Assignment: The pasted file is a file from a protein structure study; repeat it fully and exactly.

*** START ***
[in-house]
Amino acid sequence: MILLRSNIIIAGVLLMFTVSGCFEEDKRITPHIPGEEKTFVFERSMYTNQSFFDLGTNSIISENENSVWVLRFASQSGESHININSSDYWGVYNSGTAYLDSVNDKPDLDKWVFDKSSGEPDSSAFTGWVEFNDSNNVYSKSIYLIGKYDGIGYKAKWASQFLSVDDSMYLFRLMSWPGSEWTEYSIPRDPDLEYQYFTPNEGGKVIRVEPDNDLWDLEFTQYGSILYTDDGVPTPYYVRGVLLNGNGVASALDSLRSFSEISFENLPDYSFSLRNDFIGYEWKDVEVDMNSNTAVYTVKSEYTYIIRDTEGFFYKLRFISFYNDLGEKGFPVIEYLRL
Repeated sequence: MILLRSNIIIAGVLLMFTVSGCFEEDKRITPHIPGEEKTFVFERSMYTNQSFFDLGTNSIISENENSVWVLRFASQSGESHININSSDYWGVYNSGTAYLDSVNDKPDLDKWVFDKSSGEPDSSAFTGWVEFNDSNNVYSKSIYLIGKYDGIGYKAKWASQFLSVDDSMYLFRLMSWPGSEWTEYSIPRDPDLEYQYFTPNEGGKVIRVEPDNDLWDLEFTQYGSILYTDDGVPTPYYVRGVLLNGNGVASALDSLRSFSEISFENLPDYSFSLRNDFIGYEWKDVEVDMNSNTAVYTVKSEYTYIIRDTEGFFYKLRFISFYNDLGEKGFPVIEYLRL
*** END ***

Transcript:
[in-house]
Amino acid sequence: MILLRSNIIIAGVLLMFTVSGCFEEDKRITPHIPGEEKTFVFERSMYTNQSFFDLGTNSIISENENSVWVLRFASQSGESHININSSDYWGVYNSGTAYLDSVNDKPDLDKWVFDKSSGEPDSSAFTGWVEFNDSNNVYSKSIYLIGKYDGIGYKAKWASQFLSVDDSMYLFRLMSWPGSEWTEYSIPRDPDLEYQYFTPNEGGKVIRVEPDNDLWDLEFTQYGSILYTDDGVPTPYYVRGVLLNGNGVASALDSLRSFSEISFENLPDYSFSLRNDFIGYEWKDVEVDMNSNTAVYTVKSEYTYIIRDTEGFFYKLRFISFYNDLGEKGFPVIEYLRL
Repeated sequence: MILLRSNIIIAGVLLMFTVSGCFEEDKRITPHIPGEEKTFVFERSMYTNQSFFDLGTNSIISENENSVWVLRFASQSGESHININSSDYWGVYNSGTAYLDSVNDKPDLDKWVFDKSSGEPDSSAFTGWVEFNDSNNVYSKSIYLIGKYDGIGYKAKWASQFLSVDDSMYLFRLMSWPGSEWTEYSIPRDPDLEYQYFTPNEGGKVIRVEPDNDLWDLEFTQYGSILYTDDGVPTPYYVRGVLLNGNGVASALDSLRSFSEISFENLPDYSFSLRNDFIGYEWKDVEVDMNSNTAVYTVKSEYTYIIRDTEGFFYKLRFISFYNDLGEKGFPVIEYLRL